The Nazi-built camp at Bergen-Belsen began its existence in 1940 as a POW camp, but became a concentration camp after being taken over by the SS in 1943, initially to imprison Jews as hostages in exchange for German POWs held abroad. In all, 70,000 prisoners perished here, most famously young diarist Anne Frank. The modern Documentation Centre museum poignantly chronicles the fates of the people who passed through here.
Unlike Auschwitz in Poland, none of the original buildings remain from the most infamous concentration camp on German soil. Yet the large, initially peaceful-looking lumps of grassy earth – covered in beautiful purple heather in summer – soon reveal their true identity as mass graves. Signs indicate approximately how many people lie in each – 1000, 2000, 5000, an unknown number…
Tens of thousands of prisoners from other camps near the front line were brought to Bergen-Belsen in the last months of WWII, causing overcrowding, an outbreak of disease and even more deaths. Despite attempts by the SS to hide evidence of their inhumane practices, by destroying documents and forcing prisoners to bury or incinerate their deceased fellow inmates, thousands of corpses still littered the compound when British troops liberated the camp on 15 April 1945.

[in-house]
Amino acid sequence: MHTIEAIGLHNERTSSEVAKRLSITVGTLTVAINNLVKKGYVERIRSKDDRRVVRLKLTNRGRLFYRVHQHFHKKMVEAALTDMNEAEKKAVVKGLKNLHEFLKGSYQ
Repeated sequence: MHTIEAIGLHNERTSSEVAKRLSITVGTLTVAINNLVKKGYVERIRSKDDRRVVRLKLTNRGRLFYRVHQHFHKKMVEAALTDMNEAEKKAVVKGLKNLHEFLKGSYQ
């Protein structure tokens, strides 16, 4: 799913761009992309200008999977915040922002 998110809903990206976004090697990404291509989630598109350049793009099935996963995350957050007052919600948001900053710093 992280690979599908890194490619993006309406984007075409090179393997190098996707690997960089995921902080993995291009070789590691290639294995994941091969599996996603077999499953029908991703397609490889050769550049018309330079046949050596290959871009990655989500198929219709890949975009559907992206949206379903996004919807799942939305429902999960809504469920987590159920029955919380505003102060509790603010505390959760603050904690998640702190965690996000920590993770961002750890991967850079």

After WWII, Allied forces used the troop barracks here as a displaced persons camp, for those waiting to emigrate to a third country (including many Jews who went to Israel after its establishment in 1948). This camp was closed in September 1950.
The Documentation Centre today is one of the best of its kind and deals sensitively with the lives of the camp prisoners – before, during and after incarceration. The exhibition is designed to be viewed chronologically, and part of it focuses on the role of Bergen-Belsen in its early years as a POW camp for mostly Soviet prisoners of war. About 40,000 POWs died here from 1939 to 1942, largely due to atrocious conditions. As you move through the exhibition you can listen to original-language descriptions through headphones (also subtitled on the screens), read documents and explanations, and watch a 25-minute documentary about the camp. This film includes a moving testimony from one of the British cameramen who filmed the liberation. Subtitled screenings rotate between different languages.
In the several hectares of cemetery within the gates is a large stone obelisk and memorial, with inscriptions to all victims; a cross on the spot of a memorial initially raised by Polish prisoners; and the Haus der Stille, where you can retreat for quiet contemplation.
A gravestone for Anne Frank and her sister, Margot, has also been erected (not too far from the cemetery gates, on the way to the obelisk). The entire family was initially sent to Auschwitz when their hiding place in Amsterdam was betrayed to police, but the sisters were later transferred to Bergen-Belsen. Although no one knows exactly where Anne lies, many pay tribute to their 15-year-old heroine at this gravestone.
Other monuments to various victim groups, including a Soviet memorial, are dotted across the complex.